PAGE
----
Drowned girl's parents push for safer boating

Lisa and Paul Gaines, whose 7-year-old daughter Victoria died in a July Fourth boat accident, attend a boating regulations hearing by the State Senate Standing Committee on Investigations and Government Operations. Videojournalist: Rachel Chinapen (Aug. 8, 2012)

A succession of speakers at a state hearing Wednesday testified that New York State boating safety laws need to be strengthened significantly to protect the public.

The most prominent witnesses at the hearing were the parents of Victoria Gaines, 7, who died with two other children aboard the 34-foot Silverton cabin cruiser that capsized as it returned from a July 4 fireworks display with 27 people onboard.

Lisa and Paul Gaines flanked their attorney, Michael Della, as he made a statement on their behalf. A picture of Victoria was propped up on the table next to Lisa Gaines. The hearing was held at Oyster Bay Town Hall before members of the State Senate Standing Committee on Investigations and Government Operations.

"This should have and could have been prevented," Della said. "Numerous mistakes were made that night." He said his clients were "determined that similar incidents should not happen again."

He said, "the public is scared" and many boaters have told him they are avoiding going out on the water during busy times. "If ever there was a time to act, it is right now."

He said improved boating safety "far outweighs any inconvenience" that boaters would face if required to take a safety course under new state or county laws.

Della said the family is urging new legislation that would require boaters to take a safety class and that would set maximum occupancy limits for all recreational boats. The Coast Guard currently sets occupancy limits only for boats 20 feet or smaller.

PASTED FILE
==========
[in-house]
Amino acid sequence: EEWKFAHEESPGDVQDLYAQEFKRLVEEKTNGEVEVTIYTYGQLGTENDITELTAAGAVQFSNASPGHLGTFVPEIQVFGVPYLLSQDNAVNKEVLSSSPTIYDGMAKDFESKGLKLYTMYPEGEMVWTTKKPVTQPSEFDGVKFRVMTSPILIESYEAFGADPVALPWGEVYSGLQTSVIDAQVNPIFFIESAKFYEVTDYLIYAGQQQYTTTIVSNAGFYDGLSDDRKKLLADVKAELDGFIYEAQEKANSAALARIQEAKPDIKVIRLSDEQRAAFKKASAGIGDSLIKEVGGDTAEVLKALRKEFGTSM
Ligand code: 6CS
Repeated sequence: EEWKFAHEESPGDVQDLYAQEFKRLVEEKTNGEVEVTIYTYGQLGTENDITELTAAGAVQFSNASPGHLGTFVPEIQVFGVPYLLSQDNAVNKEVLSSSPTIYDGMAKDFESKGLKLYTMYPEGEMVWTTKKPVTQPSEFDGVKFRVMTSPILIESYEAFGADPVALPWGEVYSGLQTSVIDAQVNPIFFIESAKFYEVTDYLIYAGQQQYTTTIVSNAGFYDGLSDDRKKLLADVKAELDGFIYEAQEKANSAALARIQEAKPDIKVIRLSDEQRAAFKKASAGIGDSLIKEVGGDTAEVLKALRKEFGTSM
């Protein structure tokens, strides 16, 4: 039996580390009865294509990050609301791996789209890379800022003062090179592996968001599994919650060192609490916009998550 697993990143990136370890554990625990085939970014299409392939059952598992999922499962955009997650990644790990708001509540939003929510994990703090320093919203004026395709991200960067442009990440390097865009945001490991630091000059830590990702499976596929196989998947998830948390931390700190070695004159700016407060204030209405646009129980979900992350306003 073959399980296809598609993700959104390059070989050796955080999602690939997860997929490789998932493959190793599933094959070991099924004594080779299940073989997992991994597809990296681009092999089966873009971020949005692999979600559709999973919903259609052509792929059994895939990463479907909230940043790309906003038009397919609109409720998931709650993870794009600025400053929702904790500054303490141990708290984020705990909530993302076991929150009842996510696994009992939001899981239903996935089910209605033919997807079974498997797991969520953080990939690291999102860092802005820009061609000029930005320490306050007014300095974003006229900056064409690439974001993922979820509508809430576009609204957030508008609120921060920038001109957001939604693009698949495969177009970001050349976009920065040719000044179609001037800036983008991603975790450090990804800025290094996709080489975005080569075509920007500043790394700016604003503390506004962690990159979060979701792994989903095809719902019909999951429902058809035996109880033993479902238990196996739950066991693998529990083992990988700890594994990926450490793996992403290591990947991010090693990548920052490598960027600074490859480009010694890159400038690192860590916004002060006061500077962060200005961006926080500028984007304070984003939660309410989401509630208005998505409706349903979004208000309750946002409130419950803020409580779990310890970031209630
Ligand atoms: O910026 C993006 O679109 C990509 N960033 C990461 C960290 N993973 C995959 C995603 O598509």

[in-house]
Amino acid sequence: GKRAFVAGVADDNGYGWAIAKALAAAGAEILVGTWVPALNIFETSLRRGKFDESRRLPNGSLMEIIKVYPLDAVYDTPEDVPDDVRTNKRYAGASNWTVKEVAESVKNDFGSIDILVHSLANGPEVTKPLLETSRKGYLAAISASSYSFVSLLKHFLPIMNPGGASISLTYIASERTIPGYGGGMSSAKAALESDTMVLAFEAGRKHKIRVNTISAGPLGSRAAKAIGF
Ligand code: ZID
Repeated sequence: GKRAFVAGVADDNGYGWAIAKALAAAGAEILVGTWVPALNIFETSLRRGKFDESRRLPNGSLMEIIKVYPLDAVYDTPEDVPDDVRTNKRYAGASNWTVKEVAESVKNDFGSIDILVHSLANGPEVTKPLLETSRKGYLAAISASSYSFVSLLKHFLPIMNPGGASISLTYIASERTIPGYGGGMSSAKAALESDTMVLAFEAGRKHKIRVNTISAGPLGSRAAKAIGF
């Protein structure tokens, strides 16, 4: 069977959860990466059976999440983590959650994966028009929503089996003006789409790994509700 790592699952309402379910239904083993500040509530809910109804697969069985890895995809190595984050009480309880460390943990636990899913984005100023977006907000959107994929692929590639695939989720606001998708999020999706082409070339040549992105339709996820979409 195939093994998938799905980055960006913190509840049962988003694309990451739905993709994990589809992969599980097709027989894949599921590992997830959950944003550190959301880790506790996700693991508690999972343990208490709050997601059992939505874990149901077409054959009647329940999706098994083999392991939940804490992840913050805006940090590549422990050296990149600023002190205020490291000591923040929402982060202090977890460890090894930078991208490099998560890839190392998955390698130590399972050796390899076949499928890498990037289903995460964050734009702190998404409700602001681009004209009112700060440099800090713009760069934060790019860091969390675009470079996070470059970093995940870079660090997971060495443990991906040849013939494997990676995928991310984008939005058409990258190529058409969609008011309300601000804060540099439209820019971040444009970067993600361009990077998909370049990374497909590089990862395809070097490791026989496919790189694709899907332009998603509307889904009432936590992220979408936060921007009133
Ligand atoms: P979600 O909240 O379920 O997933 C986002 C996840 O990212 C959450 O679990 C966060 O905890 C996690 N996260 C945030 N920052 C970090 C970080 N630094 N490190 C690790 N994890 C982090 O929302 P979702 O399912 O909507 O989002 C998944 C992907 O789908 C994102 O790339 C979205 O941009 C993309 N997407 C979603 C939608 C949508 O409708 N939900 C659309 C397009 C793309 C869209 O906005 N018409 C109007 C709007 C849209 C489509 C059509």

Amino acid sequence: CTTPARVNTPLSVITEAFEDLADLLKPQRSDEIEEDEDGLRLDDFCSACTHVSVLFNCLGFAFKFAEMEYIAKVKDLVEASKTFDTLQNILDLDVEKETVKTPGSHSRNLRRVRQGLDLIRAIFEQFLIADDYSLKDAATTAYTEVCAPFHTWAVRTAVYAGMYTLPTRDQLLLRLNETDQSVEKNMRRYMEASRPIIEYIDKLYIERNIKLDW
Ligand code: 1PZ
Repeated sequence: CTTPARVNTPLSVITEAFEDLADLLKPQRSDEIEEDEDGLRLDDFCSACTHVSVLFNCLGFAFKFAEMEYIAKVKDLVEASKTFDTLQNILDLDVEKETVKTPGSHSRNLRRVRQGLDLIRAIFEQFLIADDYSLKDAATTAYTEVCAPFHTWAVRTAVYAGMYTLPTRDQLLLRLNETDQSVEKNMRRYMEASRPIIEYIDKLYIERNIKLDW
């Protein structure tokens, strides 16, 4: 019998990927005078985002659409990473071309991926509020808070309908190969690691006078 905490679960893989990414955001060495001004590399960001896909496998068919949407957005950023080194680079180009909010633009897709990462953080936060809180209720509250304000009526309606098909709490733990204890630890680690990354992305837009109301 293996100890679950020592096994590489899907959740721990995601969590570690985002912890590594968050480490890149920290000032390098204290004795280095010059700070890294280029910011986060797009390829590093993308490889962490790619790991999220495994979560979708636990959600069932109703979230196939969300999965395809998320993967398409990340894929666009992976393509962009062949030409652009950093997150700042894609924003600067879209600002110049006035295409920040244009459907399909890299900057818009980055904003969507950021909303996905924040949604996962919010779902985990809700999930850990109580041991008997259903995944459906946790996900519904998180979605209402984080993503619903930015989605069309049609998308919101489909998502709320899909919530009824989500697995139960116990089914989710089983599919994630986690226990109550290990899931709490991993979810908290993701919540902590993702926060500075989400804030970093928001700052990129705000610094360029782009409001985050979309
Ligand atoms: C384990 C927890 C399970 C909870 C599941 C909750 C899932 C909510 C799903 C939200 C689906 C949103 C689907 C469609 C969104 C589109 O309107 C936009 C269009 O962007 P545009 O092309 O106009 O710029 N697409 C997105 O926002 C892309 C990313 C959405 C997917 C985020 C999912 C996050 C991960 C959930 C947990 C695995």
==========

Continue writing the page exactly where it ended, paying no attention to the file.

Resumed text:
The family also says there should be security in place at events that draw a large number of boaters, like the July 4 fireworks in Oyster Bay, to enforce all marine laws and control the boating traffic when the events end to prevent unsafe conditions.

State Parks Commissioner Rose Harvey told the committee that "we are completely open to the ideas" proposed by the speakers and committee members. But she said any proposed legislation needs to be looked at to see how it compares with federal navigation laws and whether it's practical to enforce.

Sgt. John Owen, deputy commanding officer with the Nassau County police Marine Bureau told the committee that "the [current] laws are fine. The problem is the follow up." He said there are no state databases that allow any jurisdiction to check whether a boater has been charged with offenses in other jurisdictions and for multiple violations to be a factor in prosecution.

"You can have numerous tickets and still go boating," he said, unlike what happens to a motor vehicle driver who would lose the privilege of driving.

Lawrence Postel, the district commander for the U.S. Power Squadrons, a national boating safety group, said his organization "fully supports all efforts to mandate that every boater take, at the very least, the basic boating class."

He said classroom instruction should be augmented by online learning options to make education more accessible.

Still, Chris Squeri, executive director of the New York Marine Trades Association, said that mandatory education may not be the answer. He said that New York's fatality rate is lower than those of New Jersey and Connecticut, although New York has more registered boaters and those states have mandatory education.

"The mandatory education is not necessarily going to solve it," he said, referring to problems on the water.

He said his group supports voluntary education and does recommend stronger boating-while-intoxicated laws, including requiring those convicted of BWI to take a safety course.

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